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The transcendental numbers form a field, or so I thought. I'm familiar with the fact that the algebraic numbers form a field which implies that reciprocals of transcendental numbers must be again transcendental (if reciprocal is not transcendental, then the reciprocal of the reciprocal, the transcendental element itself, must be algebraic...). But I was wondering about sums and products of transcendental numbers which are covered in numerous threads here on MSE. However, I came across an awful contradiction after combining certain proofs from here.

Let's begin clear. Let $L/K$ be a field extension with $\alpha,\beta\in L$. Then obviously, it is true that $\alpha$ and $\beta$ are algebraic iff $\alpha+\beta$ and $\alpha\beta$ are algebraic; a simple proof of this is given using the polynomial $$f=x^2-(\alpha+\beta)x+\alpha\beta=(x-\alpha)(x-\beta)$$ in combination with the tower rule.

I want to prove and disprove that $\alpha\beta$ is transcendental when $\alpha$ and $\beta$ are both transcendental.

Let's assume that $\alpha$ and $\beta$ are transcendental.

First for the proof: if $\alpha\beta$ is not transcendental, then it must be algebraic and hence $\alpha$ and $\beta$ must be algebraic, but they were assumed to be transcendental. Hence, a contradiction and $\alpha\beta$ must be transcendental.

The "result" above is easily disproven: we know by the reasoning from earlier that $\frac{1}{\alpha}$ must also be transcendental; we take this reciprocal as our transcendental $\beta$. Now $\alpha\beta=1$ which is algebraic.

Where did I go wrong? Thanks for the time.

In addition: if we take the case $\beta\neq\frac{1}{\gamma\alpha}$ where $\gamma$ is algebraic, is it then the case that $\alpha\beta$ is always transcendental given $\alpha$ and $\beta$ transcendental.

EDIT: Thanks to the people from the comment section below, I now know what went wrong in my (wrong) argumentation. The answer here tells the story quite well and the part that is wrong in my text is that I also assumed that $\alpha$ and $\beta$ are algebraic iff $\alpha\beta$ algebraic, which is false. I'm going to leave this open so that anyone having the same issue in the future will find more (summarised) info here.

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    $\begingroup$ Your error is here: “if $\alpha\beta$ is not transcendental, then it must be algebraic and hence $\alpha$ and $\beta$ must be algebraic” $\endgroup$ – Martin R May 30 at 20:03
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    $\begingroup$ A reciprocal of a transcendental is transcendental, yes? So $\pi\cdot\frac 1\pi = 1$ is an algebraic product od two transcendental numbers. Similarly for addition $e + (4-e) = 4.$ $\endgroup$ – CiaPan May 30 at 20:06
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    $\begingroup$ Are $0$ and $1$ transcendental? They are certainly elements of any field. $\endgroup$ – Mark Bennet May 30 at 20:09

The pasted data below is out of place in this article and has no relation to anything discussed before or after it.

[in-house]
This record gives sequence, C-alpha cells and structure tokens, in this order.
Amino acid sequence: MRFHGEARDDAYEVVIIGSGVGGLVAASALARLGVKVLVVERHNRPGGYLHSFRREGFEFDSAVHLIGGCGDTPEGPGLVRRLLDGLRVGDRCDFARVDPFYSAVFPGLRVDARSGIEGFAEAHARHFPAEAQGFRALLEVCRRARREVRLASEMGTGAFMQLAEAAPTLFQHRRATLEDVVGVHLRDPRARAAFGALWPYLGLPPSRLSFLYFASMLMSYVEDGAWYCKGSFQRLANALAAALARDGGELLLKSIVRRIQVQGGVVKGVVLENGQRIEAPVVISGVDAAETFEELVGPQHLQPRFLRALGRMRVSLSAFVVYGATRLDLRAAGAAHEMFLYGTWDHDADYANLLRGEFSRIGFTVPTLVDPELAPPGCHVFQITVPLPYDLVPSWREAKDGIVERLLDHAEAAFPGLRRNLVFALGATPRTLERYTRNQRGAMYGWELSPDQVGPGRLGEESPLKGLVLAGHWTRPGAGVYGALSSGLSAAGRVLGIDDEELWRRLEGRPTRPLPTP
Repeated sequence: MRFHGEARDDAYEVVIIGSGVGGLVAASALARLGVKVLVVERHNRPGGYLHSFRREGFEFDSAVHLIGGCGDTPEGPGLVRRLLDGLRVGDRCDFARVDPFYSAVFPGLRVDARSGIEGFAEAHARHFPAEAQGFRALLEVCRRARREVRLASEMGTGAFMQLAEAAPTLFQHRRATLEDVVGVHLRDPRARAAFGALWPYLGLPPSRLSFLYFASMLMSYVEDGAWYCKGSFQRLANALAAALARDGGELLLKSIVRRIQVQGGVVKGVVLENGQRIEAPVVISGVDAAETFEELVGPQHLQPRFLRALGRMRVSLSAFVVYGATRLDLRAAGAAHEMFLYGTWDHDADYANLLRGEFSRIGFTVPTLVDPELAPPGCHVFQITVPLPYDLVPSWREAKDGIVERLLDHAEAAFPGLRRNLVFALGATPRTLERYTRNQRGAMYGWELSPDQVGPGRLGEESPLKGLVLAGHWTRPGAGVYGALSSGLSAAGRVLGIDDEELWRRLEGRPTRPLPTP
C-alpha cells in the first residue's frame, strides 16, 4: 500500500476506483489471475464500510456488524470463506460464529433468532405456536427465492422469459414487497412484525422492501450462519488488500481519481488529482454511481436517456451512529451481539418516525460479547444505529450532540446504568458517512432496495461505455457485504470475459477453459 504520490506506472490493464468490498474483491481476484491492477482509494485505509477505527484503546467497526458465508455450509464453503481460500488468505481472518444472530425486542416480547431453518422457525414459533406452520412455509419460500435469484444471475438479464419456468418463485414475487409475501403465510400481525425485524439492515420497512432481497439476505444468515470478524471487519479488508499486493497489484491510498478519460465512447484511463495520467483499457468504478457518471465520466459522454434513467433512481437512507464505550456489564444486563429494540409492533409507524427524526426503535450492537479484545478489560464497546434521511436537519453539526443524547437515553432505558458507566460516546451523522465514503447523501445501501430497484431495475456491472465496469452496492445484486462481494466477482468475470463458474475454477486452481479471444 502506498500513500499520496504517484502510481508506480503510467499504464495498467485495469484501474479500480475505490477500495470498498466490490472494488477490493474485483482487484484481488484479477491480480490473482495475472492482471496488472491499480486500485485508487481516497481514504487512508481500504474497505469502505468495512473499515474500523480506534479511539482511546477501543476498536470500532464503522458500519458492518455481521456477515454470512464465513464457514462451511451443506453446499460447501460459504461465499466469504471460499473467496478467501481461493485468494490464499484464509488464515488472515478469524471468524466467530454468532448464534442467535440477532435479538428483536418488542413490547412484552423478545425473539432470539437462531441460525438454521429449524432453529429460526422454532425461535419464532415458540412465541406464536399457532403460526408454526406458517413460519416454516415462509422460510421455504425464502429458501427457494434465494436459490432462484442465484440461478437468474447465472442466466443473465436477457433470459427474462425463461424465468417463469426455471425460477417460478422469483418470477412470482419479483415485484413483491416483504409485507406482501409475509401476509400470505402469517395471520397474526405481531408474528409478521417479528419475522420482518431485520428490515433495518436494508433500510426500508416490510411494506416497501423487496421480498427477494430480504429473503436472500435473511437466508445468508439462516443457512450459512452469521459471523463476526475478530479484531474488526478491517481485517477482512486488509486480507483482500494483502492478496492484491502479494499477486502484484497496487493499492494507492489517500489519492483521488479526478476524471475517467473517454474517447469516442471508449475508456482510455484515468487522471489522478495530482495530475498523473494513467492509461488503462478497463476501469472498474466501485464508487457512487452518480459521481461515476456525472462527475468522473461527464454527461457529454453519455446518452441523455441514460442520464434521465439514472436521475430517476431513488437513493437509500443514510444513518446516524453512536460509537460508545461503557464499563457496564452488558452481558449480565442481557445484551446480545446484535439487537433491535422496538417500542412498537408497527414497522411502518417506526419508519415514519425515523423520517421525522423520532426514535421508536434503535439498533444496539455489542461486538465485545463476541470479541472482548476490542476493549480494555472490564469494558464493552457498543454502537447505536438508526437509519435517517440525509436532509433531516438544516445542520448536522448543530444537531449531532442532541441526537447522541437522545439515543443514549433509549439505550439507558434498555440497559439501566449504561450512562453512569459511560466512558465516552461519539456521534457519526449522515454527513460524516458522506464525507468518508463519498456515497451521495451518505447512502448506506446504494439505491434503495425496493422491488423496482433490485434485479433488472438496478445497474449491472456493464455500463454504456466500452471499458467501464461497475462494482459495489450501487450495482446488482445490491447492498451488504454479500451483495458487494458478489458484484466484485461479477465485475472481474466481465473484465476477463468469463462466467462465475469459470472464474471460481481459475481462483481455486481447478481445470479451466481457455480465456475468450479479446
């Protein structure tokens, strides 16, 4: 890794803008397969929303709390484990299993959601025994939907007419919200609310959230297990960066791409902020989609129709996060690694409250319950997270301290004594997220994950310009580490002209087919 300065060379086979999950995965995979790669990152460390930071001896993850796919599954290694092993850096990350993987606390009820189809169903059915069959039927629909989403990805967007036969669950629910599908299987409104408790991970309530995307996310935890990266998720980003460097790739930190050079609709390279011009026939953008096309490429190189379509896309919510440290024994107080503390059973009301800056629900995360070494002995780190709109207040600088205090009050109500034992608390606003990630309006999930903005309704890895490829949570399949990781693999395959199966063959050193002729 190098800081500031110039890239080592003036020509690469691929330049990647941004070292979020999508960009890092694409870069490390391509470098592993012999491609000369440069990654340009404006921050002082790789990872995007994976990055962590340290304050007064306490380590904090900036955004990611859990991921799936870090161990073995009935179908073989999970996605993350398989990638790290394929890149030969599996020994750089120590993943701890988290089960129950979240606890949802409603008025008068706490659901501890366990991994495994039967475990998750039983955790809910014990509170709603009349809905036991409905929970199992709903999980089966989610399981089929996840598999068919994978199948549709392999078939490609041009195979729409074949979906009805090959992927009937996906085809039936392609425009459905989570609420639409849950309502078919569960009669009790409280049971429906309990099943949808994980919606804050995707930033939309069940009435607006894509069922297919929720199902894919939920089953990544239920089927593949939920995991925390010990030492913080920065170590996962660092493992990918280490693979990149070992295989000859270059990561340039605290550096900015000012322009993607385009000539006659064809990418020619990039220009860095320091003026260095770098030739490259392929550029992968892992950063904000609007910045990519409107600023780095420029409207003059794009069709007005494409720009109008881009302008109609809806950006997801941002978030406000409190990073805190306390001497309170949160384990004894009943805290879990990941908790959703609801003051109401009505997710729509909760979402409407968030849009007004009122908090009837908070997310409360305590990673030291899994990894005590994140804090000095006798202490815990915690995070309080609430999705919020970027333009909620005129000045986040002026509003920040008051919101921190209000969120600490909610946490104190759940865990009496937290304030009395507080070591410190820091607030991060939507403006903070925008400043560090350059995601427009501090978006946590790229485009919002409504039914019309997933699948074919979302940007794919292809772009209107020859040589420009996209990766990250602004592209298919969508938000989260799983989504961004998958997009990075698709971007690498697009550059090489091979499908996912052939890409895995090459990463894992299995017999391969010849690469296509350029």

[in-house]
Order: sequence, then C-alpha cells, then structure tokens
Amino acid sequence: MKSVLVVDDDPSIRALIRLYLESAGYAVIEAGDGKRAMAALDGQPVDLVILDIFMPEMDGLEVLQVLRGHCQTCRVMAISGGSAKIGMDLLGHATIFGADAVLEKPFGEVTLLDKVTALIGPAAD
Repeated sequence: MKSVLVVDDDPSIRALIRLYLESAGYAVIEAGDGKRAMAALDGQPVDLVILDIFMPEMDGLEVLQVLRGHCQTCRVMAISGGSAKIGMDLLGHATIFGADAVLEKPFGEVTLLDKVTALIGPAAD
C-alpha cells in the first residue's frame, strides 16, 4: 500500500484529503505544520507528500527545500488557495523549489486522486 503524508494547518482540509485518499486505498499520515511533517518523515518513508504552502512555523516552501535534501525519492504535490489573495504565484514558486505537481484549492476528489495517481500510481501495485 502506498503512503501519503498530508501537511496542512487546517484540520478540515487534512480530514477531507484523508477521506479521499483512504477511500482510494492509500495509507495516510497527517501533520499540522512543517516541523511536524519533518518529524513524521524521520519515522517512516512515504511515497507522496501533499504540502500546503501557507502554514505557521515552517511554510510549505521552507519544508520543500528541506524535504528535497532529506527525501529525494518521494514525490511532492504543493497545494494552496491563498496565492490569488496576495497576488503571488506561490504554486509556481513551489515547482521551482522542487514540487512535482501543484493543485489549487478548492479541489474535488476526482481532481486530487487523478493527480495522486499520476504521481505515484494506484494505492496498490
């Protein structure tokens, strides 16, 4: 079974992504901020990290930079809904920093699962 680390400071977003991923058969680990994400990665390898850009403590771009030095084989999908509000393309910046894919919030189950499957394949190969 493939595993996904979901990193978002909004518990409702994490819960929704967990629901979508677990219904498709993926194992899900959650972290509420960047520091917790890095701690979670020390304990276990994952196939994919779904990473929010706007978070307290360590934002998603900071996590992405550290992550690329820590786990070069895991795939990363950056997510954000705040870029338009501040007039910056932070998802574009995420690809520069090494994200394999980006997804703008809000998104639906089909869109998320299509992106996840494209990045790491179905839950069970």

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    $\begingroup$ @Algebear: That answer says that if both $\alpha+\beta$ and $\alpha \beta$ are algebraic then $\alpha$ and $\beta$ are algebraic. $\endgroup$ – Martin R May 30 at 20:14
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    $\begingroup$ Likewise, rational numbers form a field, but irrational numbers do not (sum or product of irrational numbers could be rational) $\endgroup$ – J. W. Tanner May 30 at 20:57
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The main question was already answered in several comments: as an example of $T\cdot\frac 1T=1$ shows, a product of two transcendental numbers needn't be transcendental.

To answer an additional question by OP from the comment, let's consider: $$\begin{cases}\alpha\beta=K \\ \alpha+\beta=L \end{cases}$$ Plugging $\beta=L-\alpha$ from the second equation to the first one yields: $$\alpha^2-L\alpha+K=0.$$ This results in $$\alpha=\frac{L \pm \sqrt{L^2 - 4K}}2$$ which is algebraic for algebraic $K,L.$
So, yes: if both the sum and the product of two real numbers $\alpha,\beta$ are algebraic, then also both $\alpha$ and $\beta$ are algebraic.

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  • $\begingroup$ Also a nice alternative! Can you also tell me more about my additional question? I wonder if we exclude this simple counterexample case, whether $\alpha\beta$ might be transcendental when $\alpha$ and $\beta\neq\frac{1}{\gamma\alpha}$ are transcendental, where $\gamma$ is algebraic. Shall I open a different question for this? $\endgroup$ – Algebear May 31 at 12:21
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    $\begingroup$ @Algebear 1. I'm not sure I can answer it (not right now, at least). 2. Definitely you should. This is a Question-and-Answer site – post each question separately, so that each one can get its own answer. You can describe a common context when posting a new question, or even link a previous one, but keeping each question on its own allows different people to answer different questions (no one has to answer all questions as a batch). Additionally, you can accept (green-tick) the best answer for each question, which needn't be posted by the same user. $\endgroup$ – CiaPan May 31 at 12:51
  • $\begingroup$ Thanks anyways! $\endgroup$ – Algebear Jun 1 at 8:40

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